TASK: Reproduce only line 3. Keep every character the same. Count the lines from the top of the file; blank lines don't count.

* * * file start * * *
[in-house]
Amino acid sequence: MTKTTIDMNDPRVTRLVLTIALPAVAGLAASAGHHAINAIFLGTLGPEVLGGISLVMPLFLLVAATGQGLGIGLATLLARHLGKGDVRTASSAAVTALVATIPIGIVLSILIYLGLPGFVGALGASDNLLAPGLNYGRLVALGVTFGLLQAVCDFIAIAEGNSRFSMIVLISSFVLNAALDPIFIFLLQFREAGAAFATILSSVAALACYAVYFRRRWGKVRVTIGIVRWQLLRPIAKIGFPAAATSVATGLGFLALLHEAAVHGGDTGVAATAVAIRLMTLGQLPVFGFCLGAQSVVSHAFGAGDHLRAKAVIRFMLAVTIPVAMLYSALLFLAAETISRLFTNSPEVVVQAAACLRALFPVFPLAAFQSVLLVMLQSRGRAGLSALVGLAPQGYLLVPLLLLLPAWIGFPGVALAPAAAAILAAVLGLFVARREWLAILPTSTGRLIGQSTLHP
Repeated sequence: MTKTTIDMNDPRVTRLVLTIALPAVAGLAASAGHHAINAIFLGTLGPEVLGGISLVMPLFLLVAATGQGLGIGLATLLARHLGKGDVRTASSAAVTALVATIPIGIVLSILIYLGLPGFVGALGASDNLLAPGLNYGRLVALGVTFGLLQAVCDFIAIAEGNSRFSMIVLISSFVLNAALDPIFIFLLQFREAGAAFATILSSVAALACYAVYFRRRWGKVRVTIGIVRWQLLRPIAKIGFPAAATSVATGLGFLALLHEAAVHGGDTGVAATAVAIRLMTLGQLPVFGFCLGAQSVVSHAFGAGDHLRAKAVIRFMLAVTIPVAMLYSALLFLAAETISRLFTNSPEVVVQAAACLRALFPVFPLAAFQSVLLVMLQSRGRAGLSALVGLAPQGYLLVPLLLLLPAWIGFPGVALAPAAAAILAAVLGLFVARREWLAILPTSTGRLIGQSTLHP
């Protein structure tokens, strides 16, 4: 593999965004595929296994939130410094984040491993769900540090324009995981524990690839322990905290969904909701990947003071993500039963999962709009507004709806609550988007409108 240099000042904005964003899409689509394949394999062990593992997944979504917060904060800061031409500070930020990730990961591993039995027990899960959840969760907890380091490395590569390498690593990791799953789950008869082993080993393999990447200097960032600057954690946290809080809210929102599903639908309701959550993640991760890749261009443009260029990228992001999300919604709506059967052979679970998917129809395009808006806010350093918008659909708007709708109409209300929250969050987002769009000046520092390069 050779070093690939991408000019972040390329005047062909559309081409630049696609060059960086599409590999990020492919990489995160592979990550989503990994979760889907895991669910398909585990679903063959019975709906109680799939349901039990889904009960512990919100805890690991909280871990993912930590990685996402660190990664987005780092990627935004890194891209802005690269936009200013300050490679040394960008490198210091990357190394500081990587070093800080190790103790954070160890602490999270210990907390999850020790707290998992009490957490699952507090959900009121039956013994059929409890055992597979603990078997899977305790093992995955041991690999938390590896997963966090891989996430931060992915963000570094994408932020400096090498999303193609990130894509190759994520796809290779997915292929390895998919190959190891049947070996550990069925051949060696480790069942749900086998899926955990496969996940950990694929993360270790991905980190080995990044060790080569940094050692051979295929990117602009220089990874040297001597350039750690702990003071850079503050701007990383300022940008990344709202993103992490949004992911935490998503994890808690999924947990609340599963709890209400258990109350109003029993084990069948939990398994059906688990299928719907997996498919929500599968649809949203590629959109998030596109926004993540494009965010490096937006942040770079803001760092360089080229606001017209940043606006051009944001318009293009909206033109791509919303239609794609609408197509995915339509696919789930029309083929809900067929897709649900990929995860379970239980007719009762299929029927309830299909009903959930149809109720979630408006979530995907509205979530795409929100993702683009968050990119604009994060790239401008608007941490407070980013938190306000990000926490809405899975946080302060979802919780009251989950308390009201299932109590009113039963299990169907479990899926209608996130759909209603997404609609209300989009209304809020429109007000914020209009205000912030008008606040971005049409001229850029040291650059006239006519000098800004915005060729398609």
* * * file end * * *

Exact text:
Repeated sequence: MTKTTIDMNDPRVTRLVLTIALPAVAGLAASAGHHAINAIFLGTLGPEVLGGISLVMPLFLLVAATGQGLGIGLATLLARHLGKGDVRTASSAAVTALVATIPIGIVLSILIYLGLPGFVGALGASDNLLAPGLNYGRLVALGVTFGLLQAVCDFIAIAEGNSRFSMIVLISSFVLNAALDPIFIFLLQFREAGAAFATILSSVAALACYAVYFRRRWGKVRVTIGIVRWQLLRPIAKIGFPAAATSVATGLGFLALLHEAAVHGGDTGVAATAVAIRLMTLGQLPVFGFCLGAQSVVSHAFGAGDHLRAKAVIRFMLAVTIPVAMLYSALLFLAAETISRLFTNSPEVVVQAAACLRALFPVFPLAAFQSVLLVMLQSRGRAGLSALVGLAPQGYLLVPLLLLLPAWIGFPGVALAPAAAAILAAVLGLFVARREWLAILPTSTGRLIGQSTLHP